Washington, DC – On March 11, 2017, the Second Regional Diaspora Meeting took place at the Embassy of Hungary in Washington D.C. Approximately 40 Hungarian American community leaders attended the conference, representing organizations based in the South and the Washington D.C. area. Several Hungarian American Coalition (Coalition) leaders participated, including: President Andrea Lauer Rice, President Emeritus Max Teleki, Vice President Stefan Fedor and Board members László Hámos and Erika Fedor.
Preceding the conference, Ambassador Réka Szemerkényi hosted a reception to welcome Dr. Péter Szilágyi, Hungary’s Deputy State Secretary for Hungarian Communities Abroad.
During the conference, Dr. Szilágyi presented a comprehenesive report on the Hungarian government’s current institutional framework and strategy for developing relations with the diaspora. The presentation in PDF format can be viewed here and can be downloaded in PowerPoint format here. Highlights of the report: the Mikes Kelemen, Kőrösi Csoma Sándor and Julianus programs; the annual Diaspora Council meetings in Budapest; and the grant opportunities offered by the Bethlen Gábor Fund.
Other presentations focused on Hungarian language instruction; the ReConnect Hungarian Birthright program; trade and economic cooperation; ‘Hungarians in the World’ Internet map; the Memory Project visual history archive; Hungarian advocacy in the US; and an update on The Hungary Initiatives Foundation.
In her remarks, Ambassador Réka Szemerkényi emphasized the significance of existing partnership and friendly relations between the Hungarian communities in Washington D.C. and the Embassy of Hungary, and expressed her hope for pro-active, two-way discussion and engagement.
Mr. László Hámos, Coalition Board member and US representative to the Diaspora Council, recounted the results and lessons learned from the Diaspora Council meetings, held annually in Budapest since 2010. He discussed the challenges and opportunities of Hungarian American organizations, and emphasized the importance of comprehensiveness, coordination and mutual respect, and – above all – genuine reciprocity between the diaspora communities and the Embassy of Hungary. He presented a wide range of engagement possibilities that are now available for organizations to provide feedback and input to Hungary’s diaspora policy.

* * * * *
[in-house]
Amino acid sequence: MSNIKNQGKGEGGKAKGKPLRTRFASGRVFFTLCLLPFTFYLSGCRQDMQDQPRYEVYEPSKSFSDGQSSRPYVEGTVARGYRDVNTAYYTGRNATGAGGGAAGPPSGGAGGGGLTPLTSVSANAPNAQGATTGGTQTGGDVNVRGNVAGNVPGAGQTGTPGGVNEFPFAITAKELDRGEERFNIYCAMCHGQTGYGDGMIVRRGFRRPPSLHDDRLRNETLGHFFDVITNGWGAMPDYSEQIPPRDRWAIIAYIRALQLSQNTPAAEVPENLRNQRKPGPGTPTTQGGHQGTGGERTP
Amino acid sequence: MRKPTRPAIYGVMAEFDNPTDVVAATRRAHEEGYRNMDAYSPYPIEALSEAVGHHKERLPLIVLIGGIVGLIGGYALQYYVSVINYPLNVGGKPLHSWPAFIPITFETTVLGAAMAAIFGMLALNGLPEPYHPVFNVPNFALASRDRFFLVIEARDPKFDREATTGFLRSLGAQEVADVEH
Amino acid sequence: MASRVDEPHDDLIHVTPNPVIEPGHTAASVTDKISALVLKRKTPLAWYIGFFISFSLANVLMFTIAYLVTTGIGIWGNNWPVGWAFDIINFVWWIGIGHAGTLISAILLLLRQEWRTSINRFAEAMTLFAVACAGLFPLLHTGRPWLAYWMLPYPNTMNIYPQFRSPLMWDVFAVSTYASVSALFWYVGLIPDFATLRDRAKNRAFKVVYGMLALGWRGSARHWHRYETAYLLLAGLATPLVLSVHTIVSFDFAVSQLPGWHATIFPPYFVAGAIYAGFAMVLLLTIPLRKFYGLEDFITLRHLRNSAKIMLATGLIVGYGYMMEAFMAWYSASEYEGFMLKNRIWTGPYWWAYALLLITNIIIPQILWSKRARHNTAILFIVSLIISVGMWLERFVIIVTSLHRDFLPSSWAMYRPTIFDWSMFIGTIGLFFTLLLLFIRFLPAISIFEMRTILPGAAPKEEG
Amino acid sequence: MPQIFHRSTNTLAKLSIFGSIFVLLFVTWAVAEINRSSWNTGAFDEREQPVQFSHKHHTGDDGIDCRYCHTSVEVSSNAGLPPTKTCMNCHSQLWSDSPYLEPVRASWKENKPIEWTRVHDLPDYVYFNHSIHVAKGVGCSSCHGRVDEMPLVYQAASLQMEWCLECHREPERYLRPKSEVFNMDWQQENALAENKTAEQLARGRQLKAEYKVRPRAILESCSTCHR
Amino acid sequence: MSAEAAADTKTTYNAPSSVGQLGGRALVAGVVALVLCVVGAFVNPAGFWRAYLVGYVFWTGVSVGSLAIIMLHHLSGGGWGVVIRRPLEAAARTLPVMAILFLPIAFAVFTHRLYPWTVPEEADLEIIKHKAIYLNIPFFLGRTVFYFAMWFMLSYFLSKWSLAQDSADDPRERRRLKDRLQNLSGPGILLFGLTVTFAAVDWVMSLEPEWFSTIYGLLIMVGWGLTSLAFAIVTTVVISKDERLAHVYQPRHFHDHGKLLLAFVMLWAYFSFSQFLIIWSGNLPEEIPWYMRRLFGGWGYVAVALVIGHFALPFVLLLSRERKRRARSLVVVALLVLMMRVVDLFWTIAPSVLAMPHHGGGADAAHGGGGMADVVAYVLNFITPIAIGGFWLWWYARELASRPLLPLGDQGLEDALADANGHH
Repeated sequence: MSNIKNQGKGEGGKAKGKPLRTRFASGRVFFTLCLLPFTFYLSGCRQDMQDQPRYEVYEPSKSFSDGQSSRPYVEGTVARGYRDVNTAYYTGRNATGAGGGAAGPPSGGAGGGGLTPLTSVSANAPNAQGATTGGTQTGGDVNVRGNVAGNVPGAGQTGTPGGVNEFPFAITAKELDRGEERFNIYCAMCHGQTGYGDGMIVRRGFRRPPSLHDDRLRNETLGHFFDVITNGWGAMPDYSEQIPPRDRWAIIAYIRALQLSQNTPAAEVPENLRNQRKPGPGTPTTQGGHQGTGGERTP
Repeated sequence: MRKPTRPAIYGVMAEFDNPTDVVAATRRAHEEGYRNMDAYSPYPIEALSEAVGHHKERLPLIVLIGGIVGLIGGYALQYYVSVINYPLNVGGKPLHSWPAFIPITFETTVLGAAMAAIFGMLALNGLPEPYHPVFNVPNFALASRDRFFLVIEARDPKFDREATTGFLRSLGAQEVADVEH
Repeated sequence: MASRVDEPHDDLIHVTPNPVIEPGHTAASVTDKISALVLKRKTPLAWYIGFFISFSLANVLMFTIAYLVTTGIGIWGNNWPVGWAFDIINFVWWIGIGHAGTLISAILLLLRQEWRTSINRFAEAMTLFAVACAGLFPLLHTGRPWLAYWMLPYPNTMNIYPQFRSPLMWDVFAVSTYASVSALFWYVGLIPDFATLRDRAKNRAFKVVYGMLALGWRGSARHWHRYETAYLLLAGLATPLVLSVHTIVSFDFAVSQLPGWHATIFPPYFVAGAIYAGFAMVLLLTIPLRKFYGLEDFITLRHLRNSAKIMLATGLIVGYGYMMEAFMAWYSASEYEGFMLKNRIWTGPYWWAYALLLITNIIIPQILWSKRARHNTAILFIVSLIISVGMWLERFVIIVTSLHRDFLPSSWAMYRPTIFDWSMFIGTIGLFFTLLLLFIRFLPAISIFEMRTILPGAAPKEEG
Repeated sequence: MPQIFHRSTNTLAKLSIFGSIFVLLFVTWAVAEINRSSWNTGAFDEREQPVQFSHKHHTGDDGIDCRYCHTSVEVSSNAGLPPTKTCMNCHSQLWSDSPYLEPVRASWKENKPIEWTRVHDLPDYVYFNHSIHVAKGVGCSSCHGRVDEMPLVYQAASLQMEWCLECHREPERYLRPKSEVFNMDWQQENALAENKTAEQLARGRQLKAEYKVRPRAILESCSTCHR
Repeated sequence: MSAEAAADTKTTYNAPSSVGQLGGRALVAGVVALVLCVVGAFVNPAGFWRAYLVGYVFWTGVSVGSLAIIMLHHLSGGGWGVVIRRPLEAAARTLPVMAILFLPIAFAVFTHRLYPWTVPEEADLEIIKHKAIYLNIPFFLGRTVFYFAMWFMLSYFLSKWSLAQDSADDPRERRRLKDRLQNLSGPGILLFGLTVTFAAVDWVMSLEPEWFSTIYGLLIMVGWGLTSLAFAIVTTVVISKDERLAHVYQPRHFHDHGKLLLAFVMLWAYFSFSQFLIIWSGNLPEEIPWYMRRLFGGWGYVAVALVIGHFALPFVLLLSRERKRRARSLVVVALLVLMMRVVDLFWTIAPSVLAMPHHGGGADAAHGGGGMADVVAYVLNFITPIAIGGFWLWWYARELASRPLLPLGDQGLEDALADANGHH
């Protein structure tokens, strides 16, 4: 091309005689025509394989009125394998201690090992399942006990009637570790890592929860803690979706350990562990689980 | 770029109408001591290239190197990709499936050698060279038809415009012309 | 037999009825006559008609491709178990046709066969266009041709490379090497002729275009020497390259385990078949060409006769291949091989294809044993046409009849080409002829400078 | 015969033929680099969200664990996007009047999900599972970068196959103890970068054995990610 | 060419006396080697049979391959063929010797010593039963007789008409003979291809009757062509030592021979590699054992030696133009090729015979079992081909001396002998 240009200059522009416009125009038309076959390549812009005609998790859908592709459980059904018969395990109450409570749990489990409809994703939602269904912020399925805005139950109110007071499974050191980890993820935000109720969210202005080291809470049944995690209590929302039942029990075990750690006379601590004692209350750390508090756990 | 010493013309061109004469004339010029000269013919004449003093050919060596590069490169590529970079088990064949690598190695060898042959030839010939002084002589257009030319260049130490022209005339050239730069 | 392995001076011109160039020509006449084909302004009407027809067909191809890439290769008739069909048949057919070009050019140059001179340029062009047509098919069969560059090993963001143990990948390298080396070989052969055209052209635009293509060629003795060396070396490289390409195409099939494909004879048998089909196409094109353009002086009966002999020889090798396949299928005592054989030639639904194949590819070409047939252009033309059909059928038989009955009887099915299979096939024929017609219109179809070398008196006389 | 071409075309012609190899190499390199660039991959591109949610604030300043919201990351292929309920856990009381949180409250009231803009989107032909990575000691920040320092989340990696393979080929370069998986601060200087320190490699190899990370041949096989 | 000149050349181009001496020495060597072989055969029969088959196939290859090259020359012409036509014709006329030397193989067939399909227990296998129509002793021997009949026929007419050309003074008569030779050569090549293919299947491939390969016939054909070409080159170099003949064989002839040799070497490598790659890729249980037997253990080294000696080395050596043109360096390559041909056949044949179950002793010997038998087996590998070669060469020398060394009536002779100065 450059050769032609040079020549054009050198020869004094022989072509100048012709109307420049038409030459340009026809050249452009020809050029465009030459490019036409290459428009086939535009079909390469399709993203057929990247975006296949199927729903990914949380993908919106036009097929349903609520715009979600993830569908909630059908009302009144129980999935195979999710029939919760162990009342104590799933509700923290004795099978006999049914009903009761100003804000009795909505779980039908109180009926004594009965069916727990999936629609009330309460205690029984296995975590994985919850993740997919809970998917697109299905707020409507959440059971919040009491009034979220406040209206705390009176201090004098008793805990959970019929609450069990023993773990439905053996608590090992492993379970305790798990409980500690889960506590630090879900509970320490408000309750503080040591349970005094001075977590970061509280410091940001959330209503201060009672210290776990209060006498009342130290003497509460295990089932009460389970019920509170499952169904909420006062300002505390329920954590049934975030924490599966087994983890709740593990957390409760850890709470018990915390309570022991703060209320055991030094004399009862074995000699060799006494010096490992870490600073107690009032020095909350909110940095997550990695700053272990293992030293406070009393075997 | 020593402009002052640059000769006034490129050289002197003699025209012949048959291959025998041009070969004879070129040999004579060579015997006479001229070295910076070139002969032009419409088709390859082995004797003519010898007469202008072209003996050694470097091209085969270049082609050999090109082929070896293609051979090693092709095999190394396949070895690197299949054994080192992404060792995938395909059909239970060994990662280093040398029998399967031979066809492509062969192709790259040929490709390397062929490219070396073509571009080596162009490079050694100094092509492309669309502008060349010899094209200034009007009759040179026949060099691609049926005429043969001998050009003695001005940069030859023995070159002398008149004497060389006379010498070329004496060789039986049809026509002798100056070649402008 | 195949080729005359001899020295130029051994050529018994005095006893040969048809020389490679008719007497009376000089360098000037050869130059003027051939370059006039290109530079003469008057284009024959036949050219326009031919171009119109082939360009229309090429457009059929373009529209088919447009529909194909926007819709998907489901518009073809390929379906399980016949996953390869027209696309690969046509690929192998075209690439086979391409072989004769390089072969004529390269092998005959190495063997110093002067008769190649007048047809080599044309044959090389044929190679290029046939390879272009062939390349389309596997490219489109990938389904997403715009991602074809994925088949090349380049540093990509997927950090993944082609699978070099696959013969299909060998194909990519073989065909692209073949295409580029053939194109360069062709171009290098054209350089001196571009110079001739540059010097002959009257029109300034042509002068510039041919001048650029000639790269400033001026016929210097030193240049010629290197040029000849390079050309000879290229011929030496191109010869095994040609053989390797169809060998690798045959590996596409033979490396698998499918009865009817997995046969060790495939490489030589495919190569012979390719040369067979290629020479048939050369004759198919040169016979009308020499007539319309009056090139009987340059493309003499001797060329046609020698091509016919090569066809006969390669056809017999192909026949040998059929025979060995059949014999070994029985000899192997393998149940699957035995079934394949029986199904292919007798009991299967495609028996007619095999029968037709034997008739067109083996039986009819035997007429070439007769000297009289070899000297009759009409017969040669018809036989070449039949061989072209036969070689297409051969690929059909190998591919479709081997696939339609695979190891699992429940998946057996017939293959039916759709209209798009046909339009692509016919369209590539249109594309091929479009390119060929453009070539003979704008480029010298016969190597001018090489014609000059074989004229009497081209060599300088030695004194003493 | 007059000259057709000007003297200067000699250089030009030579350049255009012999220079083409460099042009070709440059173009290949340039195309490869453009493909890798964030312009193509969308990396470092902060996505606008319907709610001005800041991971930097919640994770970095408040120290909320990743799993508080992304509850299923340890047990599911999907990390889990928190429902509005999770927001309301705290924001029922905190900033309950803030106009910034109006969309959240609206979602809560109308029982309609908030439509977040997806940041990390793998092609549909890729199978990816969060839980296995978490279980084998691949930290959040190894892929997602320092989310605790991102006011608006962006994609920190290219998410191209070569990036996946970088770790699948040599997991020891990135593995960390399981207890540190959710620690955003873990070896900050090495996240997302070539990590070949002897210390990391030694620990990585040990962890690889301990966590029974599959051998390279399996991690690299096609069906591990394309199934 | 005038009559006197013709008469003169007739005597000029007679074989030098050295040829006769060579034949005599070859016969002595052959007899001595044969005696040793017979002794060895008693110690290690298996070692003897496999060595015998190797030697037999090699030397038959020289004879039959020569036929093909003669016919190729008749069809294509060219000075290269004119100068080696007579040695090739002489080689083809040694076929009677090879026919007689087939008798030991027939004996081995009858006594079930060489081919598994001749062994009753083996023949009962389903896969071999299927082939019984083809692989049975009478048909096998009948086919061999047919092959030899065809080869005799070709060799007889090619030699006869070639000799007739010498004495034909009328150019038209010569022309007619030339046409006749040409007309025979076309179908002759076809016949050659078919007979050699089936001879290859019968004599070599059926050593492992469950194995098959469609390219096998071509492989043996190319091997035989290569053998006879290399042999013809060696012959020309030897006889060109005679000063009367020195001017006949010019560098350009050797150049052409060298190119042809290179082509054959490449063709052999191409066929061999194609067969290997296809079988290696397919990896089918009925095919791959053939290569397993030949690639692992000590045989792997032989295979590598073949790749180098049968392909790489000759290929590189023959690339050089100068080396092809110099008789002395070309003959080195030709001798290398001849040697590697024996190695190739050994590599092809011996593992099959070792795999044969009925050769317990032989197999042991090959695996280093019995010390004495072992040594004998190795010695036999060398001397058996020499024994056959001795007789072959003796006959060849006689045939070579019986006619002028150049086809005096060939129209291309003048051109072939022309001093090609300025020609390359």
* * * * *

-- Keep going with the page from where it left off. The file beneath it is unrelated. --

Coalition President Lauer Rice presented recommendations from previous mentors for the KCSP Internship Program. She and co-founder Réka Pigniczky also updated the participants on plans for the expansion of the Memory Project: Hungarian American Visual History Archive, a program supported by the Coalition.
Anna Smith Lacey, Executive Director of The Hungary Initiatives Foundation (HIF), discussed HIF’s grant and funding opportunities, emphasizing that HIF will prioritize projects which focus on education and outreach to young people, build cooperation between organizations, target non-Hungarian audiences including the involvement of non-Hungarian institutions and organizations as project partners. She said the ideal HIF project would focus on a long-term goal and vision as well as have the potential for future growth. As two examples, she announced HIF’s continued funding of the Coalition Internship Program and the upcoming Hungarian Americans Together Conference (HATOG), co-organized in May by the American Hungarian Heritage House and the Coalition.
At lunch, each conference participant placed a yellow rose at the 1956 ‘Budapest Lad’ (Pesti Srác) statue in front of the new building of the Embassy of Hungary.
After the conference, participants accompanied Ambassador Szemerkényi and Dr. Szilágyi to the old building of the Embassy of Hungary for the official commemoration of the 1848 Hungarian Revolution.
Regional Diaspora Conferences are planned annually in various locations across the U.S.